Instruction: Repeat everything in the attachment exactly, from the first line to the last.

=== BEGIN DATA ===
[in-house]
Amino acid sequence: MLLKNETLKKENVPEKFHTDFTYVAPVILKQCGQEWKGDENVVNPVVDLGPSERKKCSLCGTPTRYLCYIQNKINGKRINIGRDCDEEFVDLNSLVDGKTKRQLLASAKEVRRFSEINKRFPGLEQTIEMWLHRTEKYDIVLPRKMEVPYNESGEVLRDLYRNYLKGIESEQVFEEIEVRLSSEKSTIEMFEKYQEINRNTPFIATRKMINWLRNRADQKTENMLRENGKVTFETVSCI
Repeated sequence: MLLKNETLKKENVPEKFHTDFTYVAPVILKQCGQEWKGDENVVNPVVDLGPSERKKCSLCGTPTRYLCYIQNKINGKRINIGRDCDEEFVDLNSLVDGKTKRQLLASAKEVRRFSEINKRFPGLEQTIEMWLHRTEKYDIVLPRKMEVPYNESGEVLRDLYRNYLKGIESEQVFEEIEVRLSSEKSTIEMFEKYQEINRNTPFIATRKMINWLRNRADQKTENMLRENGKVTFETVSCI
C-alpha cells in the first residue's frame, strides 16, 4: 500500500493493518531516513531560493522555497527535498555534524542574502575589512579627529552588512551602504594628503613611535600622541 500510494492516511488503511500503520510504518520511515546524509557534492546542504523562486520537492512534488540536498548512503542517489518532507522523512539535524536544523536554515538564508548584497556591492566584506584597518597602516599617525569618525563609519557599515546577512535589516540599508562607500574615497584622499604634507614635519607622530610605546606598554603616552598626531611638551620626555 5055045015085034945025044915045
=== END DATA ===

[in-house]
Amino acid sequence: MLLKNETLKKENVPEKFHTDFTYVAPVILKQCGQEWKGDENVVNPVVDLGPSERKKCSLCGTPTRYLCYIQNKINGKRINIGRDCDEEFVDLNSLVDGKTKRQLLASAKEVRRFSEINKRFPGLEQTIEMWLHRTEKYDIVLPRKMEVPYNESGEVLRDLYRNYLKGIESEQVFEEIEVRLSSEKSTIEMFEKYQEINRNTPFIATRKMINWLRNRADQKTENMLRENGKVTFETVSCI
Repeated sequence: MLLKNETLKKENVPEKFHTDFTYVAPVILKQCGQEWKGDENVVNPVVDLGPSERKKCSLCGTPTRYLCYIQNKINGKRINIGRDCDEEFVDLNSLVDGKTKRQLLASAKEVRRFSEINKRFPGLEQTIEMWLHRTEKYDIVLPRKMEVPYNESGEVLRDLYRNYLKGIESEQVFEEIEVRLSSEKSTIEMFEKYQEINRNTPFIATRKMINWLRNRADQKTENMLRENGKVTFETVSCI
C-alpha cells in the first residue's frame, strides 16, 4: 500500500493493518531516513531560493522555497527535498555534524542574502575589512579627529552588512551602504594628503613611535600622541 500510494492516511488503511500503520510504518520511515546524509557534492546542504523562486520537492512534488540536498548512503542517489518532507522523512539535524536544523536554515538564508548584497556591492566584506584597518597602516599617525569618525563609519557599515546577512535589516540599508562607500574615497584622499604634507614635519607622530610605546606598554603616552598626531611638551620626555 5055045015085034945025044915045